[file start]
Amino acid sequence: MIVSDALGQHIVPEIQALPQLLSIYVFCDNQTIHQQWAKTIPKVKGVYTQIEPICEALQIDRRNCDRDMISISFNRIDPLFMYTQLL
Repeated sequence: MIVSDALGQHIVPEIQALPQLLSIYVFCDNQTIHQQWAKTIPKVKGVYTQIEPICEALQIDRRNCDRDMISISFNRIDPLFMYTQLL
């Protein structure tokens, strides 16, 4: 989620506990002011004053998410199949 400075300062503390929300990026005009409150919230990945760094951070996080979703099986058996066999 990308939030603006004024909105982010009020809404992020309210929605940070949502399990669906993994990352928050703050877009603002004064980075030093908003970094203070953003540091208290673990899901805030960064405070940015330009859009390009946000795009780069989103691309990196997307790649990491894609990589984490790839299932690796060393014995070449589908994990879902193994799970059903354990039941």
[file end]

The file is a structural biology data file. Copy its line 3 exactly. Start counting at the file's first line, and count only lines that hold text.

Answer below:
């Protein structure tokens, strides 16, 4: 989620506990002011004053998410199949 400075300062503390929300990026005009409150919230990945760094951070996080979703099986058996066999 990308939030603006004024909105982010009020809404992020309210929605940070949502399990669906993994990352928050703050877009603002004064980075030093908003970094203070953003540091208290673990899901805030960064405070940015330009859009390009946000795009780069989103691309990196997307790649990491894609990589984490790839299932690796060393014995070449589908994990879902193994799970059903354990039941």